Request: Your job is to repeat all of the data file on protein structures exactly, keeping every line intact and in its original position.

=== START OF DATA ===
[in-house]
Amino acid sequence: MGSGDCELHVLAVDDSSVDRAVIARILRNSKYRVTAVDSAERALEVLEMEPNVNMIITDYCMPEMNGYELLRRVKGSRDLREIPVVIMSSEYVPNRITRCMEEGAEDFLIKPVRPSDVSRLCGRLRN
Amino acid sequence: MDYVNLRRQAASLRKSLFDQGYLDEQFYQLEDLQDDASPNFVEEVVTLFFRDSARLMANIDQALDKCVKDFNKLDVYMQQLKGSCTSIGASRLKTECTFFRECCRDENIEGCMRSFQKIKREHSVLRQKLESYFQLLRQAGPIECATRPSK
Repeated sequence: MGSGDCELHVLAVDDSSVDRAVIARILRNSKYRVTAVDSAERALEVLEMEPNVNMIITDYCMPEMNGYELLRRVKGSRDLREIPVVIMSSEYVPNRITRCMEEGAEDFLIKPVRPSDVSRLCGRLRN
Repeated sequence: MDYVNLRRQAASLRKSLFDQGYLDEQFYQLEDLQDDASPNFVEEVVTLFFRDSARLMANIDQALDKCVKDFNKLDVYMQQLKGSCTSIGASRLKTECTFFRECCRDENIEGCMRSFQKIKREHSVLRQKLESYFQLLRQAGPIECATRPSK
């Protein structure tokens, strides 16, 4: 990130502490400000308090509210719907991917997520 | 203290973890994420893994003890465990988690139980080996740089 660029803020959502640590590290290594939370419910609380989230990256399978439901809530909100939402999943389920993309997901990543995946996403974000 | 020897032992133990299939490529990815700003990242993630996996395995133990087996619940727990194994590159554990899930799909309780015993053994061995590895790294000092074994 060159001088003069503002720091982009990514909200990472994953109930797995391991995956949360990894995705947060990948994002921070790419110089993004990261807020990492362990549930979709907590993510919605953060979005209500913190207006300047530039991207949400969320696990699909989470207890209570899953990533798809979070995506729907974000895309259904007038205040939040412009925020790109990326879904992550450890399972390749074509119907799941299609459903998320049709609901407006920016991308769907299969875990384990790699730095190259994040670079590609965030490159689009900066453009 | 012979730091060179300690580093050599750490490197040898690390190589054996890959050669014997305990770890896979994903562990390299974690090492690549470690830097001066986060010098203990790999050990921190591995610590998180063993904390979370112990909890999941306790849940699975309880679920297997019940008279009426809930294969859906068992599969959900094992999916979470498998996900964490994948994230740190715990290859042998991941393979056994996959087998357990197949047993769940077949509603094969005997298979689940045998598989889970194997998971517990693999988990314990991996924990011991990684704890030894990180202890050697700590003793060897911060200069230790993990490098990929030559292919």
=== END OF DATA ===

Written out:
[in-house]
Amino acid sequence: MGSGDCELHVLAVDDSSVDRAVIARILRNSKYRVTAVDSAERALEVLEMEPNVNMIITDYCMPEMNGYELLRRVKGSRDLREIPVVIMSSEYVPNRITRCMEEGAEDFLIKPVRPSDVSRLCGRLRN
Amino acid sequence: MDYVNLRRQAASLRKSLFDQGYLDEQFYQLEDLQDDASPNFVEEVVTLFFRDSARLMANIDQALDKCVKDFNKLDVYMQQLKGSCTSIGASRLKTECTFFRECCRDENIEGCMRSFQKIKREHSVLRQKLESYFQLLRQAGPIECATRPSK
Repeated sequence: MGSGDCELHVLAVDDSSVDRAVIARILRNSKYRVTAVDSAERALEVLEMEPNVNMIITDYCMPEMNGYELLRRVKGSRDLREIPVVIMSSEYVPNRITRCMEEGAEDFLIKPVRPSDVSRLCGRLRN
Repeated sequence: MDYVNLRRQAASLRKSLFDQGYLDEQFYQLEDLQDDASPNFVEEVVTLFFRDSARLMANIDQALDKCVKDFNKLDVYMQQLKGSCTSIGASRLKTECTFFRECCRDENIEGCMRSFQKIKREHSVLRQKLESYFQLLRQAGPIECATRPSK
């Protein structure tokens, strides 16, 4: 990130502490400000308090509210719907991917997520 | 203290973890994420893994003890465990988690139980080996740089 660029803020959502640590590290290594939370419910609380989230990256399978439901809530909100939402999943389920993309997901990543995946996403974000 | 020897032992133990299939490529990815700003990242993630996996395995133990087996619940727990194994590159554990899930799909309780015993053994061995590895790294000092074994 060159001088003069503002720091982009990514909200990472994953109930797995391991995956949360990894995705947060990948994002921070790419110089993004990261807020990492362990549930979709907590993510919605953060979005209500913190207006300047530039991207949400969320696990699909989470207890209570899953990533798809979070995506729907974000895309259904007038205040939040412009925020790109990326879904992550450890399972390749074509119907799941299609459903998320049709609901407006920016991308769907299969875990384990790699730095190259994040670079590609965030490159689009900066453009 | 012979730091060179300690580093050599750490490197040898690390190589054996890959050669014997305990770890896979994903562990390299974690090492690549470690830097001066986060010098203990790999050990921190591995610590998180063993904390979370112990909890999941306790849940699975309880679920297997019940008279009426809930294969859906068992599969959900094992999916979470498998996900964490994948994230740190715990290859042998991941393979056994996959087998357990197949047993769940077949509603094969005997298979689940045998598989889970194997998971517990693999988990314990991996924990011991990684704890030894990180202890050697700590003793060897911060200069230790993990490098990929030559292919």